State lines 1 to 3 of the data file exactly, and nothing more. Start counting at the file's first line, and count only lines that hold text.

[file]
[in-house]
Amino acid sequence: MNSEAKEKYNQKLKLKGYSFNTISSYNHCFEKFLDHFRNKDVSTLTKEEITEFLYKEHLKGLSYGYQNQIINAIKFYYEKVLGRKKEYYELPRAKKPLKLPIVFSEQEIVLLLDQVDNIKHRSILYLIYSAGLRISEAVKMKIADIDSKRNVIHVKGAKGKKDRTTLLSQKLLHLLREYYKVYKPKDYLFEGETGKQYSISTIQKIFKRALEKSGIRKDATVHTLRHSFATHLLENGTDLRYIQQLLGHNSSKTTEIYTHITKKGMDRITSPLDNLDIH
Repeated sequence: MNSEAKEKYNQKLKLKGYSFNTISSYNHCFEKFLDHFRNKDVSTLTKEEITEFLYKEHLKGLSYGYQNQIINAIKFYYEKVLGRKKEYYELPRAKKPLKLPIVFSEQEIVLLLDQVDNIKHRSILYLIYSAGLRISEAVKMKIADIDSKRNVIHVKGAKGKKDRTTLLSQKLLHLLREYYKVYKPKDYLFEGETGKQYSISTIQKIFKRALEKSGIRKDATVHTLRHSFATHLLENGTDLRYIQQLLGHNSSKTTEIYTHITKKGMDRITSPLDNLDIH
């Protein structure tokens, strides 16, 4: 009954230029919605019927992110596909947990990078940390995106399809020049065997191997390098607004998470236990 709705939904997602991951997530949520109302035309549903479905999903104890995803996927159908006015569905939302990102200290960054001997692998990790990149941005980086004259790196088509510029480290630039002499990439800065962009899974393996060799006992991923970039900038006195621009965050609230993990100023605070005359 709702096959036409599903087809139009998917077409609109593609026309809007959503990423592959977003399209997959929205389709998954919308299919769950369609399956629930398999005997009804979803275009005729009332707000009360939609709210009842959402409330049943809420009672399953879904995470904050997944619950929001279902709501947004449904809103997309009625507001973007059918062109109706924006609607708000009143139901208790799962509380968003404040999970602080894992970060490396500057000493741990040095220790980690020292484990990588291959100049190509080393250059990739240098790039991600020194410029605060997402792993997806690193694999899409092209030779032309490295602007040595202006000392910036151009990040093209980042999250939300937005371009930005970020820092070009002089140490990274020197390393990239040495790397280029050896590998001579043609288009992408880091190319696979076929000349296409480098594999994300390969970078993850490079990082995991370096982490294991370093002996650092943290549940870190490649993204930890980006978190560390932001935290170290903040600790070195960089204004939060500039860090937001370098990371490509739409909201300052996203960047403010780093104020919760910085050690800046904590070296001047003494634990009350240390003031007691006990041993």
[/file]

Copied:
[in-house]
Amino acid sequence: MNSEAKEKYNQKLKLKGYSFNTISSYNHCFEKFLDHFRNKDVSTLTKEEITEFLYKEHLKGLSYGYQNQIINAIKFYYEKVLGRKKEYYELPRAKKPLKLPIVFSEQEIVLLLDQVDNIKHRSILYLIYSAGLRISEAVKMKIADIDSKRNVIHVKGAKGKKDRTTLLSQKLLHLLREYYKVYKPKDYLFEGETGKQYSISTIQKIFKRALEKSGIRKDATVHTLRHSFATHLLENGTDLRYIQQLLGHNSSKTTEIYTHITKKGMDRITSPLDNLDIH
Repeated sequence: MNSEAKEKYNQKLKLKGYSFNTISSYNHCFEKFLDHFRNKDVSTLTKEEITEFLYKEHLKGLSYGYQNQIINAIKFYYEKVLGRKKEYYELPRAKKPLKLPIVFSEQEIVLLLDQVDNIKHRSILYLIYSAGLRISEAVKMKIADIDSKRNVIHVKGAKGKKDRTTLLSQKLLHLLREYYKVYKPKDYLFEGETGKQYSISTIQKIFKRALEKSGIRKDATVHTLRHSFATHLLENGTDLRYIQQLLGHNSSKTTEIYTHITKKGMDRITSPLDNLDIH